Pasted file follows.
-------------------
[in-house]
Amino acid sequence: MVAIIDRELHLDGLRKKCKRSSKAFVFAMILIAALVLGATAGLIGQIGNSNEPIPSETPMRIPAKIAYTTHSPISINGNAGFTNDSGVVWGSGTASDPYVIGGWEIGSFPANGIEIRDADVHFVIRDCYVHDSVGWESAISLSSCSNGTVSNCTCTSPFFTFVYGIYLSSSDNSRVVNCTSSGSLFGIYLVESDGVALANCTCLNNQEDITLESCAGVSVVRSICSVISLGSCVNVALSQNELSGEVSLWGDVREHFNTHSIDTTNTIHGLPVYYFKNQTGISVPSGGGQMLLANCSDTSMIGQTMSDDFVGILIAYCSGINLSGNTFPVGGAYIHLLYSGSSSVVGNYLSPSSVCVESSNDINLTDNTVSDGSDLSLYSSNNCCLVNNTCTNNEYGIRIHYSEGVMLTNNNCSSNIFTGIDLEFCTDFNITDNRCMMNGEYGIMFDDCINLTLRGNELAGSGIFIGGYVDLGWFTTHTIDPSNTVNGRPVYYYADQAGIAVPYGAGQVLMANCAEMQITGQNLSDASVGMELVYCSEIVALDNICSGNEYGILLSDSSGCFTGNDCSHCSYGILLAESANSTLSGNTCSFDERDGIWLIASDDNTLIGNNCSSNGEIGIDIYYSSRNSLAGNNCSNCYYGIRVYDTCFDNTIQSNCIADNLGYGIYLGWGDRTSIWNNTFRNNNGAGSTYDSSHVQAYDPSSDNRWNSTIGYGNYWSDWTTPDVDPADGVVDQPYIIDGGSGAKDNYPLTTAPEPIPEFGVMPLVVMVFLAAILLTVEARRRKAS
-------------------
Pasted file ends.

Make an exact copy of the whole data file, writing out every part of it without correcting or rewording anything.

[in-house]
Amino acid sequence: MVAIIDRELHLDGLRKKCKRSSKAFVFAMILIAALVLGATAGLIGQIGNSNEPIPSETPMRIPAKIAYTTHSPISINGNAGFTNDSGVVWGSGTASDPYVIGGWEIGSFPANGIEIRDADVHFVIRDCYVHDSVGWESAISLSSCSNGTVSNCTCTSPFFTFVYGIYLSSSDNSRVVNCTSSGSLFGIYLVESDGVALANCTCLNNQEDITLESCAGVSVVRSICSVISLGSCVNVALSQNELSGEVSLWGDVREHFNTHSIDTTNTIHGLPVYYFKNQTGISVPSGGGQMLLANCSDTSMIGQTMSDDFVGILIAYCSGINLSGNTFPVGGAYIHLLYSGSSSVVGNYLSPSSVCVESSNDINLTDNTVSDGSDLSLYSSNNCCLVNNTCTNNEYGIRIHYSEGVMLTNNNCSSNIFTGIDLEFCTDFNITDNRCMMNGEYGIMFDDCINLTLRGNELAGSGIFIGGYVDLGWFTTHTIDPSNTVNGRPVYYYADQAGIAVPYGAGQVLMANCAEMQITGQNLSDASVGMELVYCSEIVALDNICSGNEYGILLSDSSGCFTGNDCSHCSYGILLAESANSTLSGNTCSFDERDGIWLIASDDNTLIGNNCSSNGEIGIDIYYSSRNSLAGNNCSNCYYGIRVYDTCFDNTIQSNCIADNLGYGIYLGWGDRTSIWNNTFRNNNGAGSTYDSSHVQAYDPSSDNRWNSTIGYGNYWSDWTTPDVDPADGVVDQPYIIDGGSGAKDNYPLTTAPEPIPEFGVMPLVVMVFLAAILLTVEARRRKAS